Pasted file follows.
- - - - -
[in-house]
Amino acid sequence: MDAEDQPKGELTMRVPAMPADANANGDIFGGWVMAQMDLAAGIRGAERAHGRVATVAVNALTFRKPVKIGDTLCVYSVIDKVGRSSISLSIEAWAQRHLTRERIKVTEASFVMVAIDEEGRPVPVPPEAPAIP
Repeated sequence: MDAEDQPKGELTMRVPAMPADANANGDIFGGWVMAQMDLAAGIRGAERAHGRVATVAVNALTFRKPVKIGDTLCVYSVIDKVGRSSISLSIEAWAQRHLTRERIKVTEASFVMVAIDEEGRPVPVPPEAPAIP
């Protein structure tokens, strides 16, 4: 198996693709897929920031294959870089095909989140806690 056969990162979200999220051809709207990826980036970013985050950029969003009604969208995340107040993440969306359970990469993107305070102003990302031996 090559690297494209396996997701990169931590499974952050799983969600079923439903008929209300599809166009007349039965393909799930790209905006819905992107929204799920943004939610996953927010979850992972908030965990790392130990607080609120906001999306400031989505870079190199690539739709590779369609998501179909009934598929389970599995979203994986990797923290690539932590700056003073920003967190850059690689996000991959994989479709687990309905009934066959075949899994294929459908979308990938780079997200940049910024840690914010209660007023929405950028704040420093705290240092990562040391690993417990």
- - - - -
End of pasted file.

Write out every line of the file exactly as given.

[in-house]
Amino acid sequence: MDAEDQPKGELTMRVPAMPADANANGDIFGGWVMAQMDLAAGIRGAERAHGRVATVAVNALTFRKPVKIGDTLCVYSVIDKVGRSSISLSIEAWAQRHLTRERIKVTEASFVMVAIDEEGRPVPVPPEAPAIP
Repeated sequence: MDAEDQPKGELTMRVPAMPADANANGDIFGGWVMAQMDLAAGIRGAERAHGRVATVAVNALTFRKPVKIGDTLCVYSVIDKVGRSSISLSIEAWAQRHLTRERIKVTEASFVMVAIDEEGRPVPVPPEAPAIP
């Protein structure tokens, strides 16, 4: 198996693709897929920031294959870089095909989140806690 056969990162979200999220051809709207990826980036970013985050950029969003009604969208995340107040993440969306359970990469993107305070102003990302031996 090559690297494209396996997701990169931590499974952050799983969600079923439903008929209300599809166009007349039965393909799930790209905006819905992107929204799920943004939610996953927010979850992972908030965990790392130990607080609120906001999306400031989505870079190199690539739709590779369609998501179909009934598929389970599995979203994986990797923290690539932590700056003073920003967190850059690689996000991959994989479709687990309905009934066959075949899994294929459908979308990938780079997200940049910024840690914010209660007023929405950028704040420093705290240092990562040391690993417990």